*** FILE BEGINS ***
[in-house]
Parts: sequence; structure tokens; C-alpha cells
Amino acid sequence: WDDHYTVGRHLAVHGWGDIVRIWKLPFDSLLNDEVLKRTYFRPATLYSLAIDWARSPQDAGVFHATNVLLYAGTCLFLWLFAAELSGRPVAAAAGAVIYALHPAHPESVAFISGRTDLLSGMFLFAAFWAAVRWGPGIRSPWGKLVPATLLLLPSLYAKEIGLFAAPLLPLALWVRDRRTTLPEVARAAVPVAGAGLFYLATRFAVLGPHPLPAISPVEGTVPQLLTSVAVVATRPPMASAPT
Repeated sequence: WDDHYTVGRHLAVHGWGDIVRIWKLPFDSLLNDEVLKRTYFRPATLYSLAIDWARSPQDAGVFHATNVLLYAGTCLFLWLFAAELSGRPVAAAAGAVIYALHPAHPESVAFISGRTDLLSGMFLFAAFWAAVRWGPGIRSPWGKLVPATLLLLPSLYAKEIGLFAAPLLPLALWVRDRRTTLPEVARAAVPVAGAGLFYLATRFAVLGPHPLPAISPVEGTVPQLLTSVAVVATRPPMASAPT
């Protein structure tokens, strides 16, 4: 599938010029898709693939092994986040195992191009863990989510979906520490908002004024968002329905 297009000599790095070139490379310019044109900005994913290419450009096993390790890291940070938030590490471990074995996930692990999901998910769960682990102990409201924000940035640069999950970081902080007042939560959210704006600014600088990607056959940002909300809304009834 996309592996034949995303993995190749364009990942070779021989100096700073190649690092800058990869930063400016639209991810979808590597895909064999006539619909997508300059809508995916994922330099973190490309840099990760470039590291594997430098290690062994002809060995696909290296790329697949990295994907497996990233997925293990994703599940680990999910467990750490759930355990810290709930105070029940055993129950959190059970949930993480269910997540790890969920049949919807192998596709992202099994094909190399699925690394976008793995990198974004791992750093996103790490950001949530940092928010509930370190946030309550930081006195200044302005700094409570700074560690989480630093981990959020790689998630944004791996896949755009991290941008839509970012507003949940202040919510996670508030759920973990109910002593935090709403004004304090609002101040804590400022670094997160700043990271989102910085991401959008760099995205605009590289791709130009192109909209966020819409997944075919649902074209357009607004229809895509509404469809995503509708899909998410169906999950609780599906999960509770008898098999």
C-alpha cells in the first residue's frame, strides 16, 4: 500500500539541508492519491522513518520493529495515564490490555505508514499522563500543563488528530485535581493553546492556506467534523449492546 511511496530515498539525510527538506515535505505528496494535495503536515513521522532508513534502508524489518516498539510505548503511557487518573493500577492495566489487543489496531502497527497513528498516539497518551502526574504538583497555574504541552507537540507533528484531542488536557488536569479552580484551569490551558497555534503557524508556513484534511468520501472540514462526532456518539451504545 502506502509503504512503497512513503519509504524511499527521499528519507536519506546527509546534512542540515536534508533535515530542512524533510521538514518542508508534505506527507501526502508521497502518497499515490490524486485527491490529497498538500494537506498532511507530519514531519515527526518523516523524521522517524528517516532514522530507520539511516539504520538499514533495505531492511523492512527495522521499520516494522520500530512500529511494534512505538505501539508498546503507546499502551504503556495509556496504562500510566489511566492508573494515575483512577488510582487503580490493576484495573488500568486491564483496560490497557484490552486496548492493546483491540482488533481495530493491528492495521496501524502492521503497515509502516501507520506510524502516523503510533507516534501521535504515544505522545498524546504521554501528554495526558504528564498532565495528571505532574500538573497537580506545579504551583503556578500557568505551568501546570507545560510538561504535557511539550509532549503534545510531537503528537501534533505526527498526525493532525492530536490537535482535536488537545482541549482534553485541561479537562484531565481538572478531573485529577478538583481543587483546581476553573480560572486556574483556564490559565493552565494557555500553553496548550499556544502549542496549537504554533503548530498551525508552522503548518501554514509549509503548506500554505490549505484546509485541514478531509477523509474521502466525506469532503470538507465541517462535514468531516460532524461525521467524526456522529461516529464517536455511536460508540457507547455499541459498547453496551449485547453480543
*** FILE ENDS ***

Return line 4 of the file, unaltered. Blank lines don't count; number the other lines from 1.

Repeated sequence: WDDHYTVGRHLAVHGWGDIVRIWKLPFDSLLNDEVLKRTYFRPATLYSLAIDWARSPQDAGVFHATNVLLYAGTCLFLWLFAAELSGRPVAAAAGAVIYALHPAHPESVAFISGRTDLLSGMFLFAAFWAAVRWGPGIRSPWGKLVPATLLLLPSLYAKEIGLFAAPLLPLALWVRDRRTTLPEVARAAVPVAGAGLFYLATRFAVLGPHPLPAISPVEGTVPQLLTSVAVVATRPPMASAPT